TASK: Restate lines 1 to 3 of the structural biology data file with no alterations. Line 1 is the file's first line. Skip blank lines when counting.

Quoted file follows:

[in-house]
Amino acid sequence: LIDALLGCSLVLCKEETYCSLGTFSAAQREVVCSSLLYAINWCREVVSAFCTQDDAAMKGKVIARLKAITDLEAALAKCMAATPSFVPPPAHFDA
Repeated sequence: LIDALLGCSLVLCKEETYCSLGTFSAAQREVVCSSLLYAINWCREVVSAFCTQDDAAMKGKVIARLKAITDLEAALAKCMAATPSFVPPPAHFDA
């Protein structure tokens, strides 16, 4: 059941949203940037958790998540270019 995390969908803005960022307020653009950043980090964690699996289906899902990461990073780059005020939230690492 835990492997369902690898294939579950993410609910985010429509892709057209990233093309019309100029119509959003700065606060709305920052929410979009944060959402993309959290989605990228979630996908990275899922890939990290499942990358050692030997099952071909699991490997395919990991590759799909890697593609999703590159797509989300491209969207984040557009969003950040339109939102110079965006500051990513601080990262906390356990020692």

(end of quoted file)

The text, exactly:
[in-house]
Amino acid sequence: LIDALLGCSLVLCKEETYCSLGTFSAAQREVVCSSLLYAINWCREVVSAFCTQDDAAMKGKVIARLKAITDLEAALAKCMAATPSFVPPPAHFDA
Repeated sequence: LIDALLGCSLVLCKEETYCSLGTFSAAQREVVCSSLLYAINWCREVVSAFCTQDDAAMKGKVIARLKAITDLEAALAKCMAATPSFVPPPAHFDA